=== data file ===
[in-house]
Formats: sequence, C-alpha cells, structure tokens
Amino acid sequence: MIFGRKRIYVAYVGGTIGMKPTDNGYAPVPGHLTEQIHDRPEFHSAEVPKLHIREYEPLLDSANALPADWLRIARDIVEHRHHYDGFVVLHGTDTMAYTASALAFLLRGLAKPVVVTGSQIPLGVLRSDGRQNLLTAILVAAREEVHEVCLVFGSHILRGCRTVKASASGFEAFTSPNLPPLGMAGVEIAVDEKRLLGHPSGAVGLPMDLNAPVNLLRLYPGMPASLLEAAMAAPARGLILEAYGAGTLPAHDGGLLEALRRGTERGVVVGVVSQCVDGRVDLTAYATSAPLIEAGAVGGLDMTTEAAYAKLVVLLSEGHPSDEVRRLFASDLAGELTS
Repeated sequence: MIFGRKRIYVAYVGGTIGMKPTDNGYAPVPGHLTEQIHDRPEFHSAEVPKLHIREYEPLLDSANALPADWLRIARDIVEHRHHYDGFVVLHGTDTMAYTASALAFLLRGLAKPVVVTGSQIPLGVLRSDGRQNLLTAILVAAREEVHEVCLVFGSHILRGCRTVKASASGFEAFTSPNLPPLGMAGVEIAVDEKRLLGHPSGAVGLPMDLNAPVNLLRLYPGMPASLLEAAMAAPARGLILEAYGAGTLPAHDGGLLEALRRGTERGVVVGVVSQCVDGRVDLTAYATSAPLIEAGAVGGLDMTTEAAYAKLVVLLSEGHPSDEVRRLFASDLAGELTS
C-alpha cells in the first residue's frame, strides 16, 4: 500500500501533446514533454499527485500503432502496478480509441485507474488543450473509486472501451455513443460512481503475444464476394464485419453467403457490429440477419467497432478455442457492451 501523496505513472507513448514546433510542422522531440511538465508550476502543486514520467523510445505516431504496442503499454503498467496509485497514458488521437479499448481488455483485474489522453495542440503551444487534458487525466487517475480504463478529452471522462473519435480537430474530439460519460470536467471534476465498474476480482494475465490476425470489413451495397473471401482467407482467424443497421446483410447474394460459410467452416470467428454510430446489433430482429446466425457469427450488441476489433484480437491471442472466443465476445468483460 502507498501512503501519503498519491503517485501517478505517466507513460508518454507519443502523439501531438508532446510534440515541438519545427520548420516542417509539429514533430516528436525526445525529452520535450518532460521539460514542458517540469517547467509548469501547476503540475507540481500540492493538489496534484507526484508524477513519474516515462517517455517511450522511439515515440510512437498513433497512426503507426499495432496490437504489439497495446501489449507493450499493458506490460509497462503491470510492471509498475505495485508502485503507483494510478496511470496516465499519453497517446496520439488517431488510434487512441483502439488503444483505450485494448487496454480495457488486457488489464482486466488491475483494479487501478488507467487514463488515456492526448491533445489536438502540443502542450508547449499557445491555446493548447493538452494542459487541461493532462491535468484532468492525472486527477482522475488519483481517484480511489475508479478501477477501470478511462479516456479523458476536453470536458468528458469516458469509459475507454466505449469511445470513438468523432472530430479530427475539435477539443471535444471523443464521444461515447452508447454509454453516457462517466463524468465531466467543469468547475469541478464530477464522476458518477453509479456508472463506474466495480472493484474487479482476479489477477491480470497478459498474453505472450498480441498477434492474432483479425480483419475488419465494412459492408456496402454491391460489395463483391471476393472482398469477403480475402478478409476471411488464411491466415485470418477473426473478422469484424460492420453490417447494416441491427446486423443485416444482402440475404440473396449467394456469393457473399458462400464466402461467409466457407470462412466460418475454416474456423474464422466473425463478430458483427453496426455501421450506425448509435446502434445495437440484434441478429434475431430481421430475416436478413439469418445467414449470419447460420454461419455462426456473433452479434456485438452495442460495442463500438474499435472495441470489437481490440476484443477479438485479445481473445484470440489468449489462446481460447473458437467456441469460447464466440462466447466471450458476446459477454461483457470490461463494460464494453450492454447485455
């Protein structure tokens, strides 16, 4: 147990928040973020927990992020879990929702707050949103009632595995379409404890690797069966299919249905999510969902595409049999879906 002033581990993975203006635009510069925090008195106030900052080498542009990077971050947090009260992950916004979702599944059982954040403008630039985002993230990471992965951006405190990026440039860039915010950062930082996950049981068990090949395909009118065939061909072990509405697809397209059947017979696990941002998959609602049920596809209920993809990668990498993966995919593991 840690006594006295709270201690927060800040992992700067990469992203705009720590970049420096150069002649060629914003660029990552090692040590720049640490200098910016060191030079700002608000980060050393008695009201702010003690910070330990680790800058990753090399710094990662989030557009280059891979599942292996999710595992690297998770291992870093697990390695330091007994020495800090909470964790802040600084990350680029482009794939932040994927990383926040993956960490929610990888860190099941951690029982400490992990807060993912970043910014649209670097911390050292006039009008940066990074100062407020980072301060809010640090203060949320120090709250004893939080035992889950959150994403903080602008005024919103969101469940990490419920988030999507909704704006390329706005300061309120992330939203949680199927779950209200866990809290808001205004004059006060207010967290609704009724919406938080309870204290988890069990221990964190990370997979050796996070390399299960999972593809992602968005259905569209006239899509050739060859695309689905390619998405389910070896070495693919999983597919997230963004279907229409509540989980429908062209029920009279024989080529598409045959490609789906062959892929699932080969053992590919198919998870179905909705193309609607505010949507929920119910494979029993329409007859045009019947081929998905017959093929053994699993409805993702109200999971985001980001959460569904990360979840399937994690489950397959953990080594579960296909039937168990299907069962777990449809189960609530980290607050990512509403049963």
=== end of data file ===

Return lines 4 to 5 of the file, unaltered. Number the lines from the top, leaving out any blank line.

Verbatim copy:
Repeated sequence: MIFGRKRIYVAYVGGTIGMKPTDNGYAPVPGHLTEQIHDRPEFHSAEVPKLHIREYEPLLDSANALPADWLRIARDIVEHRHHYDGFVVLHGTDTMAYTASALAFLLRGLAKPVVVTGSQIPLGVLRSDGRQNLLTAILVAAREEVHEVCLVFGSHILRGCRTVKASASGFEAFTSPNLPPLGMAGVEIAVDEKRLLGHPSGAVGLPMDLNAPVNLLRLYPGMPASLLEAAMAAPARGLILEAYGAGTLPAHDGGLLEALRRGTERGVVVGVVSQCVDGRVDLTAYATSAPLIEAGAVGGLDMTTEAAYAKLVVLLSEGHPSDEVRRLFASDLAGELTS
C-alpha cells in the first residue's frame, strides 16, 4: 500500500501533446514533454499527485500503432502496478480509441485507474488543450473509486472501451455513443460512481503475444464476394464485419453467403457490429440477419467497432478455442457492451 501523496505513472507513448514546433510542422522531440511538465508550476502543486514520467523510445505516431504496442503499454503498467496509485497514458488521437479499448481488455483485474489522453495542440503551444487534458487525466487517475480504463478529452471522462473519435480537430474530439460519460470536467471534476465498474476480482494475465490476425470489413451495397473471401482467407482467424443497421446483410447474394460459410467452416470467428454510430446489433430482429446466425457469427450488441476489433484480437491471442472466443465476445468483460 502507498501512503501519503498519491503517485501517478505517466507513460508518454507519443502523439501531438508532446510534440515541438519545427520548420516542417509539429514533430516528436525526445525529452520535450518532460521539460514542458517540469517547467509548469501547476503540475507540481500540492493538489496534484507526484508524477513519474516515462517517455517511450522511439515515440510512437498513433497512426503507426499495432496490437504489439497495446501489449507493450499493458506490460509497462503491470510492471509498475505495485508502485503507483494510478496511470496516465499519453497517446496520439488517431488510434487512441483502439488503444483505450485494448487496454480495457488486457488489464482486466488491475483494479487501478488507467487514463488515456492526448491533445489536438502540443502542450508547449499557445491555446493548447493538452494542459487541461493532462491535468484532468492525472486527477482522475488519483481517484480511489475508479478501477477501470478511462479516456479523458476536453470536458468528458469516458469509459475507454466505449469511445470513438468523432472530430479530427475539435477539443471535444471523443464521444461515447452508447454509454453516457462517466463524468465531466467543469468547475469541478464530477464522476458518477453509479456508472463506474466495480472493484474487479482476479489477477491480470497478459498474453505472450498480441498477434492474432483479425480483419475488419465494412459492408456496402454491391460489395463483391471476393472482398469477403480475402478478409476471411488464411491466415485470418477473426473478422469484424460492420453490417447494416441491427446486423443485416444482402440475404440473396449467394456469393457473399458462400464466402461467409466457407470462412466460418475454416474456423474464422466473425463478430458483427453496426455501421450506425448509435446502434445495437440484434441478429434475431430481421430475416436478413439469418445467414449470419447460420454461419455462426456473433452479434456485438452495442460495442463500438474499435472495441470489437481490440476484443477479438485479445481473445484470440489468449489462446481460447473458437467456441469460447464466440462466447466471450458476446459477454461483457470490461463494460464494453450492454447485455